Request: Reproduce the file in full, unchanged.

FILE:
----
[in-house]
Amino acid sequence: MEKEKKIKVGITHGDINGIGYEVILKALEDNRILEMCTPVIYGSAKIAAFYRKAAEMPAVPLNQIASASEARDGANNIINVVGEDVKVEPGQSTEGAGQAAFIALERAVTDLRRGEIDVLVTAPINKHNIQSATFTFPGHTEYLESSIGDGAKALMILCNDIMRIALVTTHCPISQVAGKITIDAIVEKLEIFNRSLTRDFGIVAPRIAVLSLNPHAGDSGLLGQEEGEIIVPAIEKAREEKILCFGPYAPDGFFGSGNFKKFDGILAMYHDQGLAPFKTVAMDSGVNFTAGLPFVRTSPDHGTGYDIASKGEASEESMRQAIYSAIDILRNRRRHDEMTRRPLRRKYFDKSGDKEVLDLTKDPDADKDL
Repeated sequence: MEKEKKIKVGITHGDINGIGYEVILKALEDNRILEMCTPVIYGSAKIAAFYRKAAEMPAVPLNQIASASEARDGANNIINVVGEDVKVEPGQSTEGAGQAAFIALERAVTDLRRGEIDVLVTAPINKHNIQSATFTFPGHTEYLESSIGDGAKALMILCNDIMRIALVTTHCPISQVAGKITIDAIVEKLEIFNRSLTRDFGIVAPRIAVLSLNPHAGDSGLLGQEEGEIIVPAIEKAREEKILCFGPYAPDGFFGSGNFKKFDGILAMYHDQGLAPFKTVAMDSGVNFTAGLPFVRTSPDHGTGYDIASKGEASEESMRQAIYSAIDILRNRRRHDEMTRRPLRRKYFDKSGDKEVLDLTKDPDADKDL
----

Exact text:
[in-house]
Amino acid sequence: MEKEKKIKVGITHGDINGIGYEVILKALEDNRILEMCTPVIYGSAKIAAFYRKAAEMPAVPLNQIASASEARDGANNIINVVGEDVKVEPGQSTEGAGQAAFIALERAVTDLRRGEIDVLVTAPINKHNIQSATFTFPGHTEYLESSIGDGAKALMILCNDIMRIALVTTHCPISQVAGKITIDAIVEKLEIFNRSLTRDFGIVAPRIAVLSLNPHAGDSGLLGQEEGEIIVPAIEKAREEKILCFGPYAPDGFFGSGNFKKFDGILAMYHDQGLAPFKTVAMDSGVNFTAGLPFVRTSPDHGTGYDIASKGEASEESMRQAIYSAIDILRNRRRHDEMTRRPLRRKYFDKSGDKEVLDLTKDPDADKDL
Repeated sequence: MEKEKKIKVGITHGDINGIGYEVILKALEDNRILEMCTPVIYGSAKIAAFYRKAAEMPAVPLNQIASASEARDGANNIINVVGEDVKVEPGQSTEGAGQAAFIALERAVTDLRRGEIDVLVTAPINKHNIQSATFTFPGHTEYLESSIGDGAKALMILCNDIMRIALVTTHCPISQVAGKITIDAIVEKLEIFNRSLTRDFGIVAPRIAVLSLNPHAGDSGLLGQEEGEIIVPAIEKAREEKILCFGPYAPDGFFGSGNFKKFDGILAMYHDQGLAPFKTVAMDSGVNFTAGLPFVRTSPDHGTGYDIASKGEASEESMRQAIYSAIDILRNRRRHDEMTRRPLRRKYFDKSGDKEVLDLTKDPDADKDL